The control of cancer risk will require suitable engineering and COSHH control measures for all welding activities that take place indoors, which includes Local Exhaust Ventilation Testing. Employers are also being warned that where LEV alone does not adequately control exposure, it should be supplemented with suitable respiratory protective equipment. This RPE should be used to protect employees from any residual fume. Even when welding outdoors, employers should provide appropriate RPE.

Health and safety law expert Sean Elson of Pinsent Masons added: “The recognition that all welding fume can cause cancer is an important development, and businesses can expect the HSE to rigorously enforce based on the expectations for engineering controls.”

The raised enforced control standards are highlighted below:

  • Outdoor welding requires the use of RPE
  • All forms of welding fume can cause cancer
  • Enforcement of the raised control standards (COSHH Regulation 7) is with immediate effect 
  • Indoor welding requires the use of LEV. If LEV is unable to control fume capture then RPE is also required



The Institution of Occupational Safety and Health (IOSH) recommends that all members and industry employers in the UK. Due to the changes to the control standards for welding fume. Review all current welding control measures in place to ascertain they meet all raised control standards. This may also mean that COSHH risk assessments and risk registers may need to be updated.

The changes currently only affect the UK. For companies outside of the UK, we predict local regulators may also begin to extend their enforcement position in the near future due to the evidence being from the IARC.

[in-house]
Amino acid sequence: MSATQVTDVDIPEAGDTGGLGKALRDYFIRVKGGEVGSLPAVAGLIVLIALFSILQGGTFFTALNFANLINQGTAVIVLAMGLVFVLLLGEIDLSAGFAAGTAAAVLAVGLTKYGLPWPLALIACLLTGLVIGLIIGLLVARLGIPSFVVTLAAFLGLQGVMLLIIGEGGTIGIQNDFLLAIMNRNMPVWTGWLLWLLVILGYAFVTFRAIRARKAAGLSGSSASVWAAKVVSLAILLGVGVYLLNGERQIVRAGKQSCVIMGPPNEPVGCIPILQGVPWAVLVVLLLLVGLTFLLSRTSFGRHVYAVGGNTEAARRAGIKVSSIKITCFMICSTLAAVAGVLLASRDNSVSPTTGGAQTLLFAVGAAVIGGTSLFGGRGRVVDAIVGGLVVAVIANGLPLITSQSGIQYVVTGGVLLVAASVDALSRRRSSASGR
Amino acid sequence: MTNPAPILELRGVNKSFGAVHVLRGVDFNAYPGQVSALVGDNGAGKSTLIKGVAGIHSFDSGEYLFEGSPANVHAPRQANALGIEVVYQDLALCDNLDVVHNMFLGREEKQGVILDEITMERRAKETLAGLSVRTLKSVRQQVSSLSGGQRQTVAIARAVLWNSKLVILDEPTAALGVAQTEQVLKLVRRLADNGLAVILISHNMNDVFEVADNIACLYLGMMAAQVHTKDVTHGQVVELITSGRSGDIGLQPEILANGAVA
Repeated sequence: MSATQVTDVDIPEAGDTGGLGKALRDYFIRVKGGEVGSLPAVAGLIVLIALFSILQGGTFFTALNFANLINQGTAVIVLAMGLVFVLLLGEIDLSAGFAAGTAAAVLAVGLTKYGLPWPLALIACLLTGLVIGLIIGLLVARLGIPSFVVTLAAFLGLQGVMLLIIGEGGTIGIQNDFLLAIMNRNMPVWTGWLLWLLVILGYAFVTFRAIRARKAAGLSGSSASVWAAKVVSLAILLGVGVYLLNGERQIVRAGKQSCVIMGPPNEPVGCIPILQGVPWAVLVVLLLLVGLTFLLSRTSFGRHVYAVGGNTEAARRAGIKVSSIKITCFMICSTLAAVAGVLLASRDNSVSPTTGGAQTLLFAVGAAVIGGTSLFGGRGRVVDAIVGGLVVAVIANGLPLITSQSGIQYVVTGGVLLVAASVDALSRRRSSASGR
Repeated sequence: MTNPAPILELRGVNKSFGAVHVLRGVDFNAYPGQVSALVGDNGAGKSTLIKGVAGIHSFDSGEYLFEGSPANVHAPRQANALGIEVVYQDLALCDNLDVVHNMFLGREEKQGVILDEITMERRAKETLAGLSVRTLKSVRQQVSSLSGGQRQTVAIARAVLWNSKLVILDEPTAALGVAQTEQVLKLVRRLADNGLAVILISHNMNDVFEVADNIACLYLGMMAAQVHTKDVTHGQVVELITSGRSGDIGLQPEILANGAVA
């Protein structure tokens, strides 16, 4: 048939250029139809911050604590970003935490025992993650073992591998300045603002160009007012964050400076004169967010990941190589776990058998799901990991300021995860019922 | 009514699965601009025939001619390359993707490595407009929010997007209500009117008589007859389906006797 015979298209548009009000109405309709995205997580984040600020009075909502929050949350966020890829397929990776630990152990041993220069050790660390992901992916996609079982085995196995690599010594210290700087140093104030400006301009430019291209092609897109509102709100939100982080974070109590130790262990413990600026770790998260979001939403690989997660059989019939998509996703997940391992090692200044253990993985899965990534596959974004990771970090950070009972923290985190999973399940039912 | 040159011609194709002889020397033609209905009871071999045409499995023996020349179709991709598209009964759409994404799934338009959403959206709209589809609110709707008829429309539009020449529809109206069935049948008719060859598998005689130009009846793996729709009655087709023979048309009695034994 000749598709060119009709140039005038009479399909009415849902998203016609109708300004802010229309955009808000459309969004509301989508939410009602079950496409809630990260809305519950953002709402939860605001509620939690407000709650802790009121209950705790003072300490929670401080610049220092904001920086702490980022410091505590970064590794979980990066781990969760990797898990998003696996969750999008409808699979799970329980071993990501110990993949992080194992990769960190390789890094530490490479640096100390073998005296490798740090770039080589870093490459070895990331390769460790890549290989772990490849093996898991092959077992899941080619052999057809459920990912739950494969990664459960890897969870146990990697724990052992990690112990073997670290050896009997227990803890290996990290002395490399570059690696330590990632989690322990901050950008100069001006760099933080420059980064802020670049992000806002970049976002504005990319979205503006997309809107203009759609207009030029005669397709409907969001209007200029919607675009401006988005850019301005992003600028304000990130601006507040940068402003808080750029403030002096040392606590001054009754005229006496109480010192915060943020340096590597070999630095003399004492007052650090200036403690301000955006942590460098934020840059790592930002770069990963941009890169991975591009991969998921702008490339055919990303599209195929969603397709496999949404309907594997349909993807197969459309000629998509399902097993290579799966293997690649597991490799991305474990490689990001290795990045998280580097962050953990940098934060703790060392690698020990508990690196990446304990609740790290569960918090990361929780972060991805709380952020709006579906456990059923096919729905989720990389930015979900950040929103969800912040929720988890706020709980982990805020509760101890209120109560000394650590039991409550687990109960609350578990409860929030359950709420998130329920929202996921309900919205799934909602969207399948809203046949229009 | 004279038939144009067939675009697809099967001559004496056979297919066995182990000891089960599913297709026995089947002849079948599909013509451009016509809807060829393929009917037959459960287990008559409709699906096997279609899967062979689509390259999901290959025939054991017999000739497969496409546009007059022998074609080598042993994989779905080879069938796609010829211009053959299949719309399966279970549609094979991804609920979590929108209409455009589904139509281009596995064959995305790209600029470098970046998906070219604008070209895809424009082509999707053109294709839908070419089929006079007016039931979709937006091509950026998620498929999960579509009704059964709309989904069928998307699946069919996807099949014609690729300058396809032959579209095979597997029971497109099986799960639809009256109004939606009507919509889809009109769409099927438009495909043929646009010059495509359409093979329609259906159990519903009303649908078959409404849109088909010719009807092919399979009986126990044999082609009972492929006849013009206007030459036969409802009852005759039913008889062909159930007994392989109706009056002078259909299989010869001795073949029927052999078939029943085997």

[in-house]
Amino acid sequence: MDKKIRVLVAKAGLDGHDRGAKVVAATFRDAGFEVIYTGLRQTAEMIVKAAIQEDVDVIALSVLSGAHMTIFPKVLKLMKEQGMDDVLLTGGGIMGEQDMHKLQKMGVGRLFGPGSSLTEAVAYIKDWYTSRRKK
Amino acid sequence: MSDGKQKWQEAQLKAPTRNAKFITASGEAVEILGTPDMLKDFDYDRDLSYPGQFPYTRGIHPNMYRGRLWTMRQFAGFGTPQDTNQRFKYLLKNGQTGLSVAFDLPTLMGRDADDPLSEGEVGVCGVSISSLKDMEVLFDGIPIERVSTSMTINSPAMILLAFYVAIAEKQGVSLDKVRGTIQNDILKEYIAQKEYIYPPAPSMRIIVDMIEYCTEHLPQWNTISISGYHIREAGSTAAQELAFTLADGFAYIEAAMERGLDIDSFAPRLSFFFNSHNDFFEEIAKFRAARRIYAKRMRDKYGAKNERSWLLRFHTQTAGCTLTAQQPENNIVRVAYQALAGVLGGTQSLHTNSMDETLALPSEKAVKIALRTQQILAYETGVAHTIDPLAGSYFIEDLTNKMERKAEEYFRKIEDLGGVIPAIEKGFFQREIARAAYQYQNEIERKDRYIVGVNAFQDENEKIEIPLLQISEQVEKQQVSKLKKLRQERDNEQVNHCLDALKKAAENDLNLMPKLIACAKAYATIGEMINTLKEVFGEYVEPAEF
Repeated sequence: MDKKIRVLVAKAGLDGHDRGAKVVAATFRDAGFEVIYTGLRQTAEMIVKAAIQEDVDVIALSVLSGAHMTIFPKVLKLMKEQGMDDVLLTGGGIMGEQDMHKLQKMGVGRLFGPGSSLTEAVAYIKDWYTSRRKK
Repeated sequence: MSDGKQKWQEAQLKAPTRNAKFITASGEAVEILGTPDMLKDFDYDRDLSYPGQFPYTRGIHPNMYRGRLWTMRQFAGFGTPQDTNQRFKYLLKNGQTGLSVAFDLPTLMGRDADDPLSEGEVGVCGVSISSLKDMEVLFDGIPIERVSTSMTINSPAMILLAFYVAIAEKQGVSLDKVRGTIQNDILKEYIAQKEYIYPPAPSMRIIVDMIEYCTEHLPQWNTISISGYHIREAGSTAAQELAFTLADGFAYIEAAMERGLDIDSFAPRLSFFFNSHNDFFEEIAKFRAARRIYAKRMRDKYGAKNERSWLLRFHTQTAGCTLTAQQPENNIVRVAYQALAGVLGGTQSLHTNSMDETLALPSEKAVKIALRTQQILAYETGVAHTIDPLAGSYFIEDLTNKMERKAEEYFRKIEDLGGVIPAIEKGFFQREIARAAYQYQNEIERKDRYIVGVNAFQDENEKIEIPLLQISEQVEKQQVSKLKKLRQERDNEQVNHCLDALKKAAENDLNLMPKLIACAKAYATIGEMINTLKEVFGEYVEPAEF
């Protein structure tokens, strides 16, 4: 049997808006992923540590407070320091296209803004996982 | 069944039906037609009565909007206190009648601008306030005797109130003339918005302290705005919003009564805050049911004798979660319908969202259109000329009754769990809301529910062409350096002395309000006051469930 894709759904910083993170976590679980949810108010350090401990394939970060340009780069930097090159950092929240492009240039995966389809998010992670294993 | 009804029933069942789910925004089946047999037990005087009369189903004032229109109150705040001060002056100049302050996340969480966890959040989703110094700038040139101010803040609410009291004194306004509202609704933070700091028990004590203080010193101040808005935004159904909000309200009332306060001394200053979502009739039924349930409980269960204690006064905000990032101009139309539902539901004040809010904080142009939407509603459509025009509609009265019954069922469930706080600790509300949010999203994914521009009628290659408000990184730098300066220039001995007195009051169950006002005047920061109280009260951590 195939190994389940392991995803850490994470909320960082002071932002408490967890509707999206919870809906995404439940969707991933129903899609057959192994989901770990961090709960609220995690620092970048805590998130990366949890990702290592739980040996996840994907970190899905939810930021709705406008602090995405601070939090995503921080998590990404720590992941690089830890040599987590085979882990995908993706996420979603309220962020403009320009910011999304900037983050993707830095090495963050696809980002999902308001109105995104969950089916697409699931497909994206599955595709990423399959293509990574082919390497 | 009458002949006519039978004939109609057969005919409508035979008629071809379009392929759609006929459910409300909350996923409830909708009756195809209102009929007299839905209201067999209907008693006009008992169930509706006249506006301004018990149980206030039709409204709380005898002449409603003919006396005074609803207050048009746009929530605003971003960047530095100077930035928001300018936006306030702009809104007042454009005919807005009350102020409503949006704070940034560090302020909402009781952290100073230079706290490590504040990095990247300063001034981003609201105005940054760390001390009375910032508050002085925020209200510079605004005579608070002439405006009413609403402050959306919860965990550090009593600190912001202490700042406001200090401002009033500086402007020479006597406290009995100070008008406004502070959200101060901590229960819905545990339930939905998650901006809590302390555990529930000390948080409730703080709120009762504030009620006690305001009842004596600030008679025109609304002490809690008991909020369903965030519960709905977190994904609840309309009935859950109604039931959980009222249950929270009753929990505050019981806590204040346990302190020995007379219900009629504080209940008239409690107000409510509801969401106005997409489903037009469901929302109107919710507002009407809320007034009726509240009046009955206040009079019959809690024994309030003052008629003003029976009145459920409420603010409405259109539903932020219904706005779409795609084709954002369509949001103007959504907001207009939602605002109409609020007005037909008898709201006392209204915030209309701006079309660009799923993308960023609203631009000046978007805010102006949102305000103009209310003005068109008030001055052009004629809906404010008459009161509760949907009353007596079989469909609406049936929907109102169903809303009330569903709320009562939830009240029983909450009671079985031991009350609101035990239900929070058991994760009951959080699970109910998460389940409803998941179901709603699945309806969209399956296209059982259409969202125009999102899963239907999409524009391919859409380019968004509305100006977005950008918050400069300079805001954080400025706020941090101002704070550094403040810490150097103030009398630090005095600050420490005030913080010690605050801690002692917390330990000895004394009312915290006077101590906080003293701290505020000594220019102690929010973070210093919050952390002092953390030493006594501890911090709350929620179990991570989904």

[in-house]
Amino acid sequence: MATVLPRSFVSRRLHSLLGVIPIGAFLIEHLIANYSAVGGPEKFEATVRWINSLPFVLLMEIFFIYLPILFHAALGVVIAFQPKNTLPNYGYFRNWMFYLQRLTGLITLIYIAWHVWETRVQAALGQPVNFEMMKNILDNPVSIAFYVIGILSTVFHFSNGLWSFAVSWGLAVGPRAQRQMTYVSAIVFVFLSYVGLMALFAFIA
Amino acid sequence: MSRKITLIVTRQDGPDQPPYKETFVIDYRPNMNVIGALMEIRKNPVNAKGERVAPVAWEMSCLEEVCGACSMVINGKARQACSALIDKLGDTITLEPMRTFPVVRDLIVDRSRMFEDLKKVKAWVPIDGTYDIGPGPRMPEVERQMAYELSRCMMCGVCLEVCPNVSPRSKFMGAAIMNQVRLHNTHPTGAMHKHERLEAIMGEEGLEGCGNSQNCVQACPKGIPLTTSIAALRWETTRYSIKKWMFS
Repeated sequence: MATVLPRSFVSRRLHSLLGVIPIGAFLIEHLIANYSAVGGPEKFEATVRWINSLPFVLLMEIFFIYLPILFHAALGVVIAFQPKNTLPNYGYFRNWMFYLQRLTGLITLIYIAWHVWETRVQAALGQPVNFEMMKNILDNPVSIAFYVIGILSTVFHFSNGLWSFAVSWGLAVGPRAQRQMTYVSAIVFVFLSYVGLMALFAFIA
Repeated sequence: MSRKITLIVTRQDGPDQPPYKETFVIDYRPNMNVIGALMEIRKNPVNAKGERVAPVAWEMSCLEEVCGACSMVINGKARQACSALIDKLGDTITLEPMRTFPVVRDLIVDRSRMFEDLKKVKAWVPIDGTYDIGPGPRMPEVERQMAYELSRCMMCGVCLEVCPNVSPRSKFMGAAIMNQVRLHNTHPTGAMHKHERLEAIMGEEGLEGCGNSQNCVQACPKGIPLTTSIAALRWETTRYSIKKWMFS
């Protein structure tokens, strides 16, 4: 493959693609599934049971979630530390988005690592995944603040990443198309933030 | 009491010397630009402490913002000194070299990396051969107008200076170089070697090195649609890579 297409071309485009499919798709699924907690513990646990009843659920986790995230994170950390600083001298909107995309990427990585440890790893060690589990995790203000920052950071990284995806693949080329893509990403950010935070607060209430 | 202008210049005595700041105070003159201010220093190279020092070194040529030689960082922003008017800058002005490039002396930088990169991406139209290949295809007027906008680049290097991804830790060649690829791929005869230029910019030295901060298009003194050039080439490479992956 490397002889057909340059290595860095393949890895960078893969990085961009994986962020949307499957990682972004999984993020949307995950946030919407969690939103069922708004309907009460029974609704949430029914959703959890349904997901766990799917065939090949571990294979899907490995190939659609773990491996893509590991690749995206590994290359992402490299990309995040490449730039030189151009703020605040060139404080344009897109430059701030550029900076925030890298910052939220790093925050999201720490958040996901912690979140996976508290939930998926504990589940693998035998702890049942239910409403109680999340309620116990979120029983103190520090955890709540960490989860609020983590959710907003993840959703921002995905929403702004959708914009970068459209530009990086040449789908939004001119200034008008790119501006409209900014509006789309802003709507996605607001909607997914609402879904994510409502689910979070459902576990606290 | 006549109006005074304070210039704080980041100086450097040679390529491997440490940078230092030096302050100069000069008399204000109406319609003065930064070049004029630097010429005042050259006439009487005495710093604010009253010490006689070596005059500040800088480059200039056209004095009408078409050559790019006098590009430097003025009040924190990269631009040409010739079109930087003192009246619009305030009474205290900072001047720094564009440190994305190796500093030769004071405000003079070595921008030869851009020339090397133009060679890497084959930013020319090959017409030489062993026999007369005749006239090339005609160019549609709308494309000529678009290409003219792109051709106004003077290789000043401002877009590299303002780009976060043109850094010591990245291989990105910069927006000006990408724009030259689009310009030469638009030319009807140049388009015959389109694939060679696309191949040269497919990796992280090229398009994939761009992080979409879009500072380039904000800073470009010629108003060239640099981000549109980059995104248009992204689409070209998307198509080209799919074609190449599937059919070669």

The HSE stresses that all welders within industry are required to be suitably trained in the use of all controls.



ECL Occupational Hygienist Mike Mullet says. “We are advising our clients to review all relevant COSHH risk assessments as a matter of priority.”

“It is also important to remember facial hair,” says Mike. “Although a fashionable beard is currently on-trend in the UK, RPE can often cause some incompatibility issues. That’s why we stress that it doesn’t matter if you opt for the Viking style or just designer stubble. All welding workers need to be clean-shaven to ensure a good, tight seal with their respirator.”

The HSE has provided specific guidance on the control measures to consider when welding in a variety of environments. In all cases, RPE with a minimum Assigned Protection Factor (APF) of 20 is outlined as required. As always, the RPE should be suitable and correct for the workforce who will be wearing it.